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Old 10-09-2017, 01:43 PM   #81
st jimmy
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Default Peter Breggin – Electroshock...

I’ve found a real book on the internet by one of the most respected psychiatrists in the anti-psychiatry movement. Peter Breggin – Electroshock it’s brain-disabling effects (1979) - 16.5 MB, 215 pages: http://www.ectresources.org/ECTscien...buse__Etc_.pdf
This book is mostly about electroshock treatment (Electro Convulsive Therapy - ECT).

In his book Breggin debunks the so-called “scientific evidence” that electroshocks have beneficial effects and its adverse effects are only temporary (these are myths). In reality electroshocks have only adverse effects on the physical and mental state of the victim.
The most frequent disabilities caused by ECT are memory loss (retrograde amnesia) and inability to learn (anterograde mental dysfunction). There is evidence of structural damage in the cortex of the left frontal lobe caused by electroshocks.

The short-term effects are even more drastic.
On awakening, the victim suffers from an acute brain syndrome: a severe headache, nausea, and physical exhaustion.
Typically the victim feels "out of touch" with reality and helpless and frightened. Victims suffer from extreme confusion, bewilderment, emotional labiality, and hallucinations (delirium).
If ECT is given intensively, neurologic collapse occurs. Some victims cannot take care of their daily needs anymore, have to be spoon fed for days, and become incontinent.

The experiments on lab animals confirm the destructive effects of electroshocks.
Animals showed vessel wall changes, gliosis, and irreversible damage to nerve cells. They showed signs of dead and dying cells throughout the brain.
Virtually all brain biochemistry is disrupted by ECT.
Some human victims became brain death from electroshocks, autopsies showed that the brain damage in these humans was comparable to the effects in lab animals.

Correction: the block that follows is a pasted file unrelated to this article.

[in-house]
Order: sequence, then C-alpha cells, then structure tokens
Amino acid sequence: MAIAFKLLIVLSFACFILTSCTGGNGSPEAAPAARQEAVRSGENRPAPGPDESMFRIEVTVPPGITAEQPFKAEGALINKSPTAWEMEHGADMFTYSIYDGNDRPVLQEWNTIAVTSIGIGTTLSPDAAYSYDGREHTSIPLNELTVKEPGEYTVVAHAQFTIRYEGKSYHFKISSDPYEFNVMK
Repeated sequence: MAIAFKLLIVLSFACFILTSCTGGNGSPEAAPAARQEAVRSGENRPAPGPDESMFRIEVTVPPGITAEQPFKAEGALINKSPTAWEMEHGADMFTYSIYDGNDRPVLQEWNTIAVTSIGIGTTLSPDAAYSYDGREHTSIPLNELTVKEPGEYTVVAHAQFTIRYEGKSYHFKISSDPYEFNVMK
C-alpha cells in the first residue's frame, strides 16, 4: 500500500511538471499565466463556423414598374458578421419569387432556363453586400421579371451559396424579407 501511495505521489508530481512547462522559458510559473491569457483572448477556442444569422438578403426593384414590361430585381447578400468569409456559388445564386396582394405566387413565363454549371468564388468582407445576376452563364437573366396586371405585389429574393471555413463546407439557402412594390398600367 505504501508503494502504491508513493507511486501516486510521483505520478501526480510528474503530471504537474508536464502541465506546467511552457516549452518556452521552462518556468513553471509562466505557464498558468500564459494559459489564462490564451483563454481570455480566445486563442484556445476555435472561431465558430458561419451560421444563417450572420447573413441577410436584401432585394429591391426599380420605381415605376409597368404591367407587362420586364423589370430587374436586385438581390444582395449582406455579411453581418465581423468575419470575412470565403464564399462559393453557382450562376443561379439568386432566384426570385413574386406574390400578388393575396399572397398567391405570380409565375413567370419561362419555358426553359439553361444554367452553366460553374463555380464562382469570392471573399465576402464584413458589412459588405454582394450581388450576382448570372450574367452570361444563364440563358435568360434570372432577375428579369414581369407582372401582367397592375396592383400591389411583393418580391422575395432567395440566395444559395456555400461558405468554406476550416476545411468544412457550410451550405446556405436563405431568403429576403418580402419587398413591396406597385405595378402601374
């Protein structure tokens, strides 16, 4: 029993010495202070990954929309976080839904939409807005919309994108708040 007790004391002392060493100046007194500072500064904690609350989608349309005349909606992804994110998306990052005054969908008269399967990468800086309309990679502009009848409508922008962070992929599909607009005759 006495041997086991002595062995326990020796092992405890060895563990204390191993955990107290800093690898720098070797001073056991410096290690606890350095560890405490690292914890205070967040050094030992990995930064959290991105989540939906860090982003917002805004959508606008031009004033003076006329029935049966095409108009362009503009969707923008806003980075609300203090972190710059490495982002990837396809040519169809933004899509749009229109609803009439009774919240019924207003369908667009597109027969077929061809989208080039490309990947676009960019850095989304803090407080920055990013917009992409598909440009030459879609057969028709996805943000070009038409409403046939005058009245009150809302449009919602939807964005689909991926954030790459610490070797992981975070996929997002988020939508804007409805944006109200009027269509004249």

For me the most interesting topic in this book is the explanation that ECT is used to torture victims of psychiatry into a nice and docile state.
Psychiatry has a history of terror and intimidation to make the victims easier to handle. Before the 1930s the victims were whipped, strapped into spinning chairs, dunked into cold water, poisoned with toxic agents, bled, confined in straitjackets, or kept in solitary confinement.

In the 1930s cleaner approaches were sought that wouldn’t be so evidently damaging.
In the 1930s, psychiatrists experimented with insulin coma and concluded that the brain-damage made the victims “better” patients. In this period surgical destruction of the highest centres of the brain became popular (lobotomy). Also in the 1930s convulsive therapies were developed.
In the 1950s, major tranquilizers were developed with even “better” results.
Another technique tried by the “humanitarian” psychiatrists was refrigerating the lower body temperatures with 10 to 20 degrees, producing deep coma. One victim died, but the therapy was highly recommended: they became pacified and calm.

Electroshock torture was recommended for patients who "cannot be controlled by such means as restraint and sedation”. After being tortured with ECT they became "better": more cooperative and manageable on the ward.
When the victim looses the ability to take care of their daily needs, he asks for help (and becomes more accessible).

Peter Breggin specifically describes the torture by Michigan psychiatrist H.C. Tien that used electroshock in the late 1970’s and early 80’s to give women a new personality in what he called “family counselling”.
ECT to erase memory and personality, thereby eradicating the woman’s identity; in order to reprogram it according to a “blueprint” worked out with the interested parties prior to the electroshock torture.

Breggin estimates that in 1977, 32,000 patients per year were tortured with ECT in the USA alone. In 1972, ECT was at its peak popularity, around double of 1977.
While originally electroshocks were used to torture patients of schizophrenia; from the end of the 1970s it’s officially only used for severe psychotic depressions.
Strangely ECT is mostly used on women (more than twice the percentage of men). Maybe this is because men like their women nice and docile and in help of need.
In 2017, the practise of ECT is steadily rising.

In 1974, an incident was described where a new ECT-machine had been used for 2 years before they discovered that it was non-functional. The medical personnel didn’t notice anything unusual.
These patients were the lucky ones.
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Old 14-09-2017, 09:12 PM   #82
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It was Morris Fishbein with his AMA who was responsible for squashing cancer cures and many inventions that were treating many diseases cheaply.
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